viewTreatment for BED has typically centered on cognitive behavioral therapies, weight loss therapies and interpersonal therapies. Many of these therapies have shown some success their effects are often short term.  Mindfulness based treatment approaches are quickly gaining recognition as providing value in treating dysregulatory disorders.   Mindfulness based approaches have shown success in improving awareness of the internal experience, interrupting maladaptive patterns, decreasing stress related reactions, and increasing a sense of control and self-acceptance.  Such processes are congruent with the struggles of individuals with BED.

Yoga has been shown to be an effective mindfulness based experience.  Yoga is a beneficial treatment modality for individuals with BED for several reasons.  Yoga focuses on mindfulness, increasing one’s awareness of their internal experience while reconnecting one with their body.  Yoga has been beneficial in shifting from feeling distracted and physically disconnected to focused and physically present.  Several research studies have found a reduction in disordered eating patterns and food consumption, as well as increases in body awareness, satisfaction with physical appearance and an overall improvement in connectedness to physical well-being.

Mindfulness-based yoga therapy is an effective treatment for Binge Eating Disorder.  While individuals with BED may initially be uncomfortable with yoga, due to a disconnect with the body, multiple studies have shown significant improvement in BED symptoms through yoga.  Yoga allows the opportunity for individuals with BED to reconnect with their unfamiliar bodily and emotional experiences, thus reducing negative BED symptoms and improving awareness, satisfaction and overall quality of life.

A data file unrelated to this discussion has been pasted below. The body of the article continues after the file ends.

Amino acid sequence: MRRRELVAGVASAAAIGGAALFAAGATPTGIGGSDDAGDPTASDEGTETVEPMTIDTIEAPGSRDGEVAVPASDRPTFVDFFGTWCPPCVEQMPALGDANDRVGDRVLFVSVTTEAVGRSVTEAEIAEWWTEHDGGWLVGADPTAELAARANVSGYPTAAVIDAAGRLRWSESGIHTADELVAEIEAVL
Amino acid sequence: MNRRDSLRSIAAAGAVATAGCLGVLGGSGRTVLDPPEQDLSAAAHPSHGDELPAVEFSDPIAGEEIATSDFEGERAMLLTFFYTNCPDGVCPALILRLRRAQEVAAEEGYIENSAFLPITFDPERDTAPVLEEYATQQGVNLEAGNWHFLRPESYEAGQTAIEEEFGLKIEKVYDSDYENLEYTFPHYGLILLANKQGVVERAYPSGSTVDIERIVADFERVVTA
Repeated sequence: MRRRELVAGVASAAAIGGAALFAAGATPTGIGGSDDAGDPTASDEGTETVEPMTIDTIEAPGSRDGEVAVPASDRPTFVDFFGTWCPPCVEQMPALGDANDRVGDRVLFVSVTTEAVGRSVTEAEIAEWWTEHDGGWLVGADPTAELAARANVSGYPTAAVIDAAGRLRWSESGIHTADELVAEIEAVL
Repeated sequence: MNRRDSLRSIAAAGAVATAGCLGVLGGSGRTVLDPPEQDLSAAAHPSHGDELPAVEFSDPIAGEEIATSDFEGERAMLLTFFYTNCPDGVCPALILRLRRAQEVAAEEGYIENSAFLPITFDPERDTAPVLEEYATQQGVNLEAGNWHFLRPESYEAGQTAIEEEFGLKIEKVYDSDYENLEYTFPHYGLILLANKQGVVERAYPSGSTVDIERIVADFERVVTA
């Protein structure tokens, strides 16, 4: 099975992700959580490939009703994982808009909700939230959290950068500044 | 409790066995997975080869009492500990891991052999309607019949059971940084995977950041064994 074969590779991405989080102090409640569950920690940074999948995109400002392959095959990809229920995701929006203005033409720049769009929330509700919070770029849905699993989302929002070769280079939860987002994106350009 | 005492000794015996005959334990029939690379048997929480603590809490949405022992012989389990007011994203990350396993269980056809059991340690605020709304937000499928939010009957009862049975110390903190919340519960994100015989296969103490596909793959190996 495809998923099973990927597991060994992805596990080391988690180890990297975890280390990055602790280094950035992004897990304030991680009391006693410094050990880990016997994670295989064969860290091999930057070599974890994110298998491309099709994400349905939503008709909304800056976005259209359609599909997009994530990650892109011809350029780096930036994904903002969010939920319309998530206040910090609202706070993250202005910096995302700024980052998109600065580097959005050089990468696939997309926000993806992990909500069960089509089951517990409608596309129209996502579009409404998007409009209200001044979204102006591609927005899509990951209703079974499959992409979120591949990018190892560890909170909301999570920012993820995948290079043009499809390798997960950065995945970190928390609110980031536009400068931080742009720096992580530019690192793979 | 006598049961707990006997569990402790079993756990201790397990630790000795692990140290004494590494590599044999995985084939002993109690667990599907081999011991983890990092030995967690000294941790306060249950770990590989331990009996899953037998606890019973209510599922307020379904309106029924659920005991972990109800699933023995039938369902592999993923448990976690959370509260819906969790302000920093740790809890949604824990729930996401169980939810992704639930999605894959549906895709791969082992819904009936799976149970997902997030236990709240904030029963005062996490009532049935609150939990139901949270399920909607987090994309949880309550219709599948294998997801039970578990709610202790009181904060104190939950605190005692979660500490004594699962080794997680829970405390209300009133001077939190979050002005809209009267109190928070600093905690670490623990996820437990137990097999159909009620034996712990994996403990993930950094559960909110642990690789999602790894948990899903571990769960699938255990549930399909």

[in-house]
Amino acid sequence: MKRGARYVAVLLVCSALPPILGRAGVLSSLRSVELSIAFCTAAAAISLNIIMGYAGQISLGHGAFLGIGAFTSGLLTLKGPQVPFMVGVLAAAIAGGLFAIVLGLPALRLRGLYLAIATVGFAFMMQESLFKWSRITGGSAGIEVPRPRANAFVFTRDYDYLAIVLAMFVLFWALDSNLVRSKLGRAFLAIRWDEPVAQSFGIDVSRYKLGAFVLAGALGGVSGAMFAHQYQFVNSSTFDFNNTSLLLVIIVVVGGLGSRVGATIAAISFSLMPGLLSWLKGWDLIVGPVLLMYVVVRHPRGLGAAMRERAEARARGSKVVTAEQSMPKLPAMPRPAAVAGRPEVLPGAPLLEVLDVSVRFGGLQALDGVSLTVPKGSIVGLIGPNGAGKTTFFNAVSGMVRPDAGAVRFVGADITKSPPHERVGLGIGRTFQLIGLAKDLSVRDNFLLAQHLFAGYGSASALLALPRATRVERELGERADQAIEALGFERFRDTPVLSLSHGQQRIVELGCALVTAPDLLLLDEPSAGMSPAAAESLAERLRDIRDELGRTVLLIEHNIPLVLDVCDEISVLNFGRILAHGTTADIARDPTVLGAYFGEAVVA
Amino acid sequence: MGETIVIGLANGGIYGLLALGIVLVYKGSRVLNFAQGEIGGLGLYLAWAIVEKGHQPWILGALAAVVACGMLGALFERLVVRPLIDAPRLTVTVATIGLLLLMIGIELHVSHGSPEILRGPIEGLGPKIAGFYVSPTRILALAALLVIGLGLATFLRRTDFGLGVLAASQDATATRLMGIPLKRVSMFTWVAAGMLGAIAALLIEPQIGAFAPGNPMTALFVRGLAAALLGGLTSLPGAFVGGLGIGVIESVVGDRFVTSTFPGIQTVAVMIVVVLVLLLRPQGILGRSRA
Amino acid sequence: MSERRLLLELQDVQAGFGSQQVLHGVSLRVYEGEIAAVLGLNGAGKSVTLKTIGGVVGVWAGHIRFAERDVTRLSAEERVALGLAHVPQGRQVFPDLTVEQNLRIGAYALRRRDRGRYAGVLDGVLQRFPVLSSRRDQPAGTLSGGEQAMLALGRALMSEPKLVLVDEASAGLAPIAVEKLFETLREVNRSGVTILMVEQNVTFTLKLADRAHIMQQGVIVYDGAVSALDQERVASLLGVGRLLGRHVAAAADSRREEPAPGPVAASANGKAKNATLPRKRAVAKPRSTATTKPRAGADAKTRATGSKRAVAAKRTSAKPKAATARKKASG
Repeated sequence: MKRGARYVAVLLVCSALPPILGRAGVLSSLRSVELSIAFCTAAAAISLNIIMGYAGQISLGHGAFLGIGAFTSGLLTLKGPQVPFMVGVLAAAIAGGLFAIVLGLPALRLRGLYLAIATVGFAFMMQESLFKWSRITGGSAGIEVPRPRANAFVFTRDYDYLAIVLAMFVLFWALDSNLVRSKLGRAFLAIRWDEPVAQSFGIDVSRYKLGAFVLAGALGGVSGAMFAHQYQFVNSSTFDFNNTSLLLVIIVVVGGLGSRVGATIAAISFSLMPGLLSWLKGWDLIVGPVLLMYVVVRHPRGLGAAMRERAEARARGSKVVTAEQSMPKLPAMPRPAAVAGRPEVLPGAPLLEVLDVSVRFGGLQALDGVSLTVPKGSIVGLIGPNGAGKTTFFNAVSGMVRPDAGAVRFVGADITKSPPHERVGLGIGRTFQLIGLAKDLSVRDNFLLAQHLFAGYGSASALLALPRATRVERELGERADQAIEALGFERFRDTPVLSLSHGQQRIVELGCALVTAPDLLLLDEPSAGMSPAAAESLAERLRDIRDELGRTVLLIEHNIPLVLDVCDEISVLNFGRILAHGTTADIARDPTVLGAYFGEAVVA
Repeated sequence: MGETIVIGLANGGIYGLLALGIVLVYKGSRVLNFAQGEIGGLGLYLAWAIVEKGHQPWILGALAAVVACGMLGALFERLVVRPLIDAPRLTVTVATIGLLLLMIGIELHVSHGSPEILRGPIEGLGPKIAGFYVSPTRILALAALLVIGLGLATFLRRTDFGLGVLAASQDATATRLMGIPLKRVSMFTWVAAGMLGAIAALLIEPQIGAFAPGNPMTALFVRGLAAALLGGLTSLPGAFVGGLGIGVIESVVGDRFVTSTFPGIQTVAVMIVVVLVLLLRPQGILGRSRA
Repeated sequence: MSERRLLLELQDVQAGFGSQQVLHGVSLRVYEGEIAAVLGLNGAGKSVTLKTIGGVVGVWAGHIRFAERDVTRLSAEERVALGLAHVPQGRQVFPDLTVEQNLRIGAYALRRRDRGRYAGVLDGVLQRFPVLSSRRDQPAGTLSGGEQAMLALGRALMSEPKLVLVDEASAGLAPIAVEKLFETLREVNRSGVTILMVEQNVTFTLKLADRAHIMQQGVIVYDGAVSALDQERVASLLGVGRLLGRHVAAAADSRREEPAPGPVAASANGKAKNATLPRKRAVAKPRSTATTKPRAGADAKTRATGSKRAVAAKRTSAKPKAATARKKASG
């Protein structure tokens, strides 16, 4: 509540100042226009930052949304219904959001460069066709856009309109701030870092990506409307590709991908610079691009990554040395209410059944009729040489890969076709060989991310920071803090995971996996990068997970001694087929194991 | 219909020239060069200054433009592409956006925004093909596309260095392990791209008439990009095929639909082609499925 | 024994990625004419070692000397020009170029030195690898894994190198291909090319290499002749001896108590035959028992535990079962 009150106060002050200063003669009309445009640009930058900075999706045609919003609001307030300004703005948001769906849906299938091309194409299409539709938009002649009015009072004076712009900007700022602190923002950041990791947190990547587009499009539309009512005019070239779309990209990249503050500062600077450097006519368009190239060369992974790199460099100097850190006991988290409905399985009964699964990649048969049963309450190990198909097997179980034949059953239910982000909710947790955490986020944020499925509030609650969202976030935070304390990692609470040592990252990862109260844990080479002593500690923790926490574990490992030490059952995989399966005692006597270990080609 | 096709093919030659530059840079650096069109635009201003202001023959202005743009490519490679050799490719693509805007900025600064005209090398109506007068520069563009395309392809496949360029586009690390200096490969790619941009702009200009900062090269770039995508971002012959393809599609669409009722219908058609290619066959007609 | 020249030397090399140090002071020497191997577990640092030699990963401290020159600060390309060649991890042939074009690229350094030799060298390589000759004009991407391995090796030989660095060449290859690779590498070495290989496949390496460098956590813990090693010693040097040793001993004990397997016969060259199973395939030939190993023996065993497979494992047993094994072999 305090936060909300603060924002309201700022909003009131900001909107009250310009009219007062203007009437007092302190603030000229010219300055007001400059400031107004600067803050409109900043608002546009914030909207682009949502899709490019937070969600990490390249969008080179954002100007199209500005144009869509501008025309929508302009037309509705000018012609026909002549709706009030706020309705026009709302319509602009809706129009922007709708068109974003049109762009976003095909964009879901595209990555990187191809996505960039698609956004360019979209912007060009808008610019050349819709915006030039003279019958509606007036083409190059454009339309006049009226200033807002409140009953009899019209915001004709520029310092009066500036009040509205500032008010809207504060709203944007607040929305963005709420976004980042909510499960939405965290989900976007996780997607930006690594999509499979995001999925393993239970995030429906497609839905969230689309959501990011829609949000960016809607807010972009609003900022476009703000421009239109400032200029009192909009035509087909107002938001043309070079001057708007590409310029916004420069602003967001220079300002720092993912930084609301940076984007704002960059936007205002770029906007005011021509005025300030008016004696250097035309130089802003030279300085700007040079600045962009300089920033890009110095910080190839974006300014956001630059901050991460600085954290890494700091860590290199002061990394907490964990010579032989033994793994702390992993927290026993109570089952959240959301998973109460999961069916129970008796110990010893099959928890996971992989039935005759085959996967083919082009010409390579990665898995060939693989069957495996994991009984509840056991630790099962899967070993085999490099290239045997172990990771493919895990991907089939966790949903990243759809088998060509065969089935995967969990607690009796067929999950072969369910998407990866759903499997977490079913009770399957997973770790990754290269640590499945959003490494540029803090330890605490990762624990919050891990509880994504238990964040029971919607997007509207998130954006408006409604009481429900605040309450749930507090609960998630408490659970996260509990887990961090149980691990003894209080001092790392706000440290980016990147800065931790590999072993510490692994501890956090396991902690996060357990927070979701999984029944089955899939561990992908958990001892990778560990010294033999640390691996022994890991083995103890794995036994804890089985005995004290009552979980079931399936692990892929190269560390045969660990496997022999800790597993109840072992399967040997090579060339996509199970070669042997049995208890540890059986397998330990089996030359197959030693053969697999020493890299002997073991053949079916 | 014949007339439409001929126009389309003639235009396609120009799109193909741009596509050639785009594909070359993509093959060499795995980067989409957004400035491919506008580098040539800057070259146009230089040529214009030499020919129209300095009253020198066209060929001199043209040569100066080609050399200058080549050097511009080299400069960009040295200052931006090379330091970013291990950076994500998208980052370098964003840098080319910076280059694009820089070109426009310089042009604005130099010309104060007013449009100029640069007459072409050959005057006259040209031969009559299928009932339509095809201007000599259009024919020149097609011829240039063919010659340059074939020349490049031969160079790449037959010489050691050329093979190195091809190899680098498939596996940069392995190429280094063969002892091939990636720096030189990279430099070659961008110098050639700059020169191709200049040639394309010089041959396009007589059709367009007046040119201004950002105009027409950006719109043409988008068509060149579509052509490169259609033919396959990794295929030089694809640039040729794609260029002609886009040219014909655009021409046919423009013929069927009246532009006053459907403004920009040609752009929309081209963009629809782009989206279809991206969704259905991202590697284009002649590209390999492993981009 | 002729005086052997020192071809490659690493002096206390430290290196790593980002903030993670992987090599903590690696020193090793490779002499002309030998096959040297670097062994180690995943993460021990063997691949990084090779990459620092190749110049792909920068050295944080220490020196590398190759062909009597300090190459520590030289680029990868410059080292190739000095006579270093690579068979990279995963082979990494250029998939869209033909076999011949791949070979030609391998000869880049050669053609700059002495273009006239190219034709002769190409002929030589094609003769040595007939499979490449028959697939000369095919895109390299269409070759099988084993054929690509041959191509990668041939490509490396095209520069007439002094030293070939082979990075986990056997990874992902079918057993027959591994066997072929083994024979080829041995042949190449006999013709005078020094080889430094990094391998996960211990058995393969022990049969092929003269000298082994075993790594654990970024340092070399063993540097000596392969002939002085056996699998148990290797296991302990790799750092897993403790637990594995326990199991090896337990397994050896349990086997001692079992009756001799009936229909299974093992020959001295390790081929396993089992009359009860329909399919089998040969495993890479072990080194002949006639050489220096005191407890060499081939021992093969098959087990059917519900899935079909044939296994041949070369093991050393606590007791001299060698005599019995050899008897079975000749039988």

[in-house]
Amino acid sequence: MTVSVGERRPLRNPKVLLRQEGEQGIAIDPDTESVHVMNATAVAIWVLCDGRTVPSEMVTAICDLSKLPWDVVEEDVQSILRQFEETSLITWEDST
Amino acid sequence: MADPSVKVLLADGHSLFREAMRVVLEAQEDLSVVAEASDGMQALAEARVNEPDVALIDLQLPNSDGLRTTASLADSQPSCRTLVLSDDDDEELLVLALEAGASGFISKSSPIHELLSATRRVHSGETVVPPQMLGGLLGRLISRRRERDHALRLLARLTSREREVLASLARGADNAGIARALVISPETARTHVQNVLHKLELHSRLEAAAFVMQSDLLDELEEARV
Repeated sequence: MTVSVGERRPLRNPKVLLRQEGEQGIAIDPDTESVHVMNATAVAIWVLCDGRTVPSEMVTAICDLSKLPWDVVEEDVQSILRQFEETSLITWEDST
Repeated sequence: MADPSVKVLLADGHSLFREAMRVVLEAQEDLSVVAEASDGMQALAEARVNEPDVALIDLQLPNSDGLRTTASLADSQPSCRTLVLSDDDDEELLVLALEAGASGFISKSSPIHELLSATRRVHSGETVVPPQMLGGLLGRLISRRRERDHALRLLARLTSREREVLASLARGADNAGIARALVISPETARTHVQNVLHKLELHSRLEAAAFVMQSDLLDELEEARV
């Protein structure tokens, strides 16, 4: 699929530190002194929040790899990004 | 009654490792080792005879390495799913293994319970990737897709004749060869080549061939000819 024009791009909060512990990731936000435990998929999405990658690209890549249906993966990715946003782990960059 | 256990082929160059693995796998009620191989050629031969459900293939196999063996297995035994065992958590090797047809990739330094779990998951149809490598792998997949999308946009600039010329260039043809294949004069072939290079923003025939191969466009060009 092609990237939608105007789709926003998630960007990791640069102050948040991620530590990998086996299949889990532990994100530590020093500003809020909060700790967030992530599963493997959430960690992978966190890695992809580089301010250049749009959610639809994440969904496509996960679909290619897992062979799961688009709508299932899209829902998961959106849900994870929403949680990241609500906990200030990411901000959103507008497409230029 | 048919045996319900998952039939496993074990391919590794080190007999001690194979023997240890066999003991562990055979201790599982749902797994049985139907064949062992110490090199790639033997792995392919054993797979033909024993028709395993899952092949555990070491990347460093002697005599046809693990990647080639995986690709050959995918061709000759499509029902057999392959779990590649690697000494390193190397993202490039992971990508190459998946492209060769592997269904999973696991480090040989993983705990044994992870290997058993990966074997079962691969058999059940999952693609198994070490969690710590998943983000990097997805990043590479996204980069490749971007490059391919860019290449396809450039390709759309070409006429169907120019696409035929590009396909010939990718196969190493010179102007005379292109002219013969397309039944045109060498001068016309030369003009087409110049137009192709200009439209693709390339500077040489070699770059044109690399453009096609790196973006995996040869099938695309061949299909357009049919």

Valerie Luxon, Psy.D.Fully-Licensed Clinical Psychologist and  Director of Clinical Training and Program Development at Inner Door Center.

Do you struggle with?

Regularly eating far more food in a limited time period?
Feeling that your eating is out of control?
Eating extremely fast?
Eating beyond feeling full?
Eating large amounts of food when not hungry?
Feeling terrible and disgusted with yourself after a binge?
If you experience three or more of the above on a weekly basis for three months, you may be struggling with Binge Eating Disorder (BED)

http://innerdoorcenter.com/index.php/eating-disorder-treatment-center

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Staff Feature: Marina Belfiore

Inner Door Center® is headed for a busy summer in Metro Detroit with clients, events, presentations and outreach work. What a perfect time to bring on an intern to help support us through our eventful summer!

Marina Belfiore is a student at West Virginia University studying Public Relations and Business Administration. She is highly involved on campus being on the board of WVU’s Public Relations Student Society of America (PRSSA) and being a member of Chi Omega.10568910_10203512982958145_4458189973615865053_n